Stocks dropped on Wednesday, ending a three-day rally, as energy and other commodity shares sank, fueling worries about the market's ability to pursue its upward path.

A stronger dollar and ample U.S. fuel supplies sent crude oil prices down sharply and knocked the S&P index of energy stocks <.GSPE> 3 percent lower.

Other commodities tumbled. The iShares Silver Trust exchange-traded fund was down 8.4 percent at $34.34.

The losses followed a similar collapse in commodities less than a week ago, a rout that fueled speculation how stocks would be affected. Energy and materials shares had been the top performing sectors in the past two quarters when stocks rallied.

The Dow Jones industrial average <.DJI> was down 157.99 points, or 1.24 percent, at 12,602.37. The Standard & Poor's 500 Index <.SPX> was down 17.73 points, or 1.31 percent, at 1,339.43. The Nasdaq Composite Index <.IXIC> was down 33.56 points, or 1.17 percent, at 2,838.33.

The S&P energy sector is down 7.8 percent since the start of the month.

Wednesday's decline was broad, however, with 13 stocks falling for every two rising on the New York Stock Exchange.

In a sign of weakness, the S&P 500 broke below 1,340, a key technical level, and some analysts said a close below 1,330 would be bearish for the market.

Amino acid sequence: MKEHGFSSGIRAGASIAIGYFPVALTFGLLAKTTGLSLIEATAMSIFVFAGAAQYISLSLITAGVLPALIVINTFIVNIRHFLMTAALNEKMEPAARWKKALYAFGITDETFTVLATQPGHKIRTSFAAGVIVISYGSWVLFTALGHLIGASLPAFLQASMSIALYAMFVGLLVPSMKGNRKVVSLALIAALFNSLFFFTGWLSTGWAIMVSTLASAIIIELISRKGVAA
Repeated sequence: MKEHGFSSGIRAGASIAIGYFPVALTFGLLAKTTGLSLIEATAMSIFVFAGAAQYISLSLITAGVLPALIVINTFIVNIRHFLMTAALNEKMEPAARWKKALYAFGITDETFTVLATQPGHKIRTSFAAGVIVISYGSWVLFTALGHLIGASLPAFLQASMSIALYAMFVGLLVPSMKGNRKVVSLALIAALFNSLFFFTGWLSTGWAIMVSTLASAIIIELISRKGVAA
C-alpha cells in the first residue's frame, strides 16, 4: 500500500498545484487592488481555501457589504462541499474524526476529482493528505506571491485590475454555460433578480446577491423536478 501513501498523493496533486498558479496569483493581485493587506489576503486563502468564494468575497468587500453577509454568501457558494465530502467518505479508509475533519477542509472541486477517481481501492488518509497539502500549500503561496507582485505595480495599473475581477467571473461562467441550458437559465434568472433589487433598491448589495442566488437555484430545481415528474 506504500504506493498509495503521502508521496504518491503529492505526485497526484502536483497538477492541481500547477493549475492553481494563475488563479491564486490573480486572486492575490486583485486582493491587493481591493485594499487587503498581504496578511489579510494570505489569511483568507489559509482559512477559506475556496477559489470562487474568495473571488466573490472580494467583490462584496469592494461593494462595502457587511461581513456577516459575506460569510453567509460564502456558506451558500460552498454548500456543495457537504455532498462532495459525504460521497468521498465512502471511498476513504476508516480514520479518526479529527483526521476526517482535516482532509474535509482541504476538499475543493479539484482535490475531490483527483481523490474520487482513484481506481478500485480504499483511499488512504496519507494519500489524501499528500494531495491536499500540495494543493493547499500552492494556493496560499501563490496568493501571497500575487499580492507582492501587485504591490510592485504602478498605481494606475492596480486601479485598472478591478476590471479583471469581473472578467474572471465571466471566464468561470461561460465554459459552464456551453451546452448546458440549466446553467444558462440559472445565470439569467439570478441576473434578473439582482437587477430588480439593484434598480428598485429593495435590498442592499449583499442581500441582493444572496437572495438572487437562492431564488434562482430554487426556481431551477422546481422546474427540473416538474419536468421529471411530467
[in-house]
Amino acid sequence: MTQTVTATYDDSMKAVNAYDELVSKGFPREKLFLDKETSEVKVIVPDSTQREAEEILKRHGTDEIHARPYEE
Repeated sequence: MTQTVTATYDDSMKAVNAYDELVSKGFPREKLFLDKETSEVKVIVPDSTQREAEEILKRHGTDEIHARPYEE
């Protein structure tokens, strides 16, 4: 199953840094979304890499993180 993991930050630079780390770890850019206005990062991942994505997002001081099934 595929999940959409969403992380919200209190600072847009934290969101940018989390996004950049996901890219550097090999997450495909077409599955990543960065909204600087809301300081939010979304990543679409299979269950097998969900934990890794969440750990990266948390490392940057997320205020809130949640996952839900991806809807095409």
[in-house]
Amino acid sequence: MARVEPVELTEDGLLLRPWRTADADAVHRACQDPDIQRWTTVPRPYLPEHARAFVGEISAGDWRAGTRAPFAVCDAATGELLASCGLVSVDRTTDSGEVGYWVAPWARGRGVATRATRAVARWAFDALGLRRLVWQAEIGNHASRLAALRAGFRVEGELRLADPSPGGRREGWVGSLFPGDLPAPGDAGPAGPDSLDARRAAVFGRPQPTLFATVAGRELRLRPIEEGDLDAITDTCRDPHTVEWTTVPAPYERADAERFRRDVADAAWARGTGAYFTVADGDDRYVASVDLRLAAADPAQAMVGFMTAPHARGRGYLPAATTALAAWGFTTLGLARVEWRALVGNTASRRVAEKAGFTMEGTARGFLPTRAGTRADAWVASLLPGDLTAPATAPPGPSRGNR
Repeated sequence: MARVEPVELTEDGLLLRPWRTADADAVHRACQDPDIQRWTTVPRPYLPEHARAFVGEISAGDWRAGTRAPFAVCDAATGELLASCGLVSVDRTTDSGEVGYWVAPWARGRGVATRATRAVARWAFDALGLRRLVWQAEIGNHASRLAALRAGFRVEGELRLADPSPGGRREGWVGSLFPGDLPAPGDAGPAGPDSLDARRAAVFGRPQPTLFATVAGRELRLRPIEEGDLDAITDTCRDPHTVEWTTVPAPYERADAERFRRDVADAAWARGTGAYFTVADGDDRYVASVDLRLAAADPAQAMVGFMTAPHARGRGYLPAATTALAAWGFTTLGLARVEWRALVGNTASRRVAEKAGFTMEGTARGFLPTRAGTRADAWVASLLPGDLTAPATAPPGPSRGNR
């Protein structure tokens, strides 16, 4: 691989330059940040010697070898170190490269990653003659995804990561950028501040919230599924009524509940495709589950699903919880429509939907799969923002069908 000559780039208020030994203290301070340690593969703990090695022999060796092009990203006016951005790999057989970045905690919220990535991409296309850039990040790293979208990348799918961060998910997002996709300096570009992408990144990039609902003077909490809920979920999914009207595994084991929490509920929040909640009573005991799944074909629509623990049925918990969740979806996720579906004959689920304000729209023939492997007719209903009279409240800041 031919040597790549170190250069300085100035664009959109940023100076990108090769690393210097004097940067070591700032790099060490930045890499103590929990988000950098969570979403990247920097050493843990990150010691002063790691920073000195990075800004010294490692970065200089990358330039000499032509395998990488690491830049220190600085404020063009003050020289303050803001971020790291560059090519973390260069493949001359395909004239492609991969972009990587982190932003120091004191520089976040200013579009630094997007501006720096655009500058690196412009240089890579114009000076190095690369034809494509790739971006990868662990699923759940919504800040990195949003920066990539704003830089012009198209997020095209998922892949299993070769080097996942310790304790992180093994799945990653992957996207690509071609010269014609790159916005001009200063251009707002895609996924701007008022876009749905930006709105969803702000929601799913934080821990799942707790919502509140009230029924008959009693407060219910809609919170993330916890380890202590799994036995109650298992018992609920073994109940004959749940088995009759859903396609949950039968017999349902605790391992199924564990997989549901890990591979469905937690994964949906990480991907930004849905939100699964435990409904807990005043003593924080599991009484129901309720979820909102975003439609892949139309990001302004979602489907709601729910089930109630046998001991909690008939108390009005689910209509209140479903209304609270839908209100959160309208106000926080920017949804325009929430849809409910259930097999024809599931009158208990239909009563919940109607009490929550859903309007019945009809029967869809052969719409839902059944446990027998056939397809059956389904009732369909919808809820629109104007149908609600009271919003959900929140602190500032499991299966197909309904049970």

The 1,340 level roughly coincides with the 20-day average, which the market has closed above since April 20. If the S&P 500 closes below that, the Bollinger bands chart set a near-term target just above 1,300.

The market would have to drop below 1,300 to get any real damage done ... to even call the trend into question, said Carter Worth, chief market technician at Oppenheimer & Co in New York.

The euro dropped to a fresh three-week low against the dollar as investors unwound risky trades in commodities and higher-yielding currencies and bought back the greenback in a flight to quality bid.

Among the day's advancers were some consumer discretionary shares including Macy's Inc , which jumped 7.6 percent to $28.33 after its profit topped estimates. The department store chain also offered an optimistic outlook for the rest of 2011.

(Additional reporting by Chuck Mikolajczak; Editing by Kenneth Barry)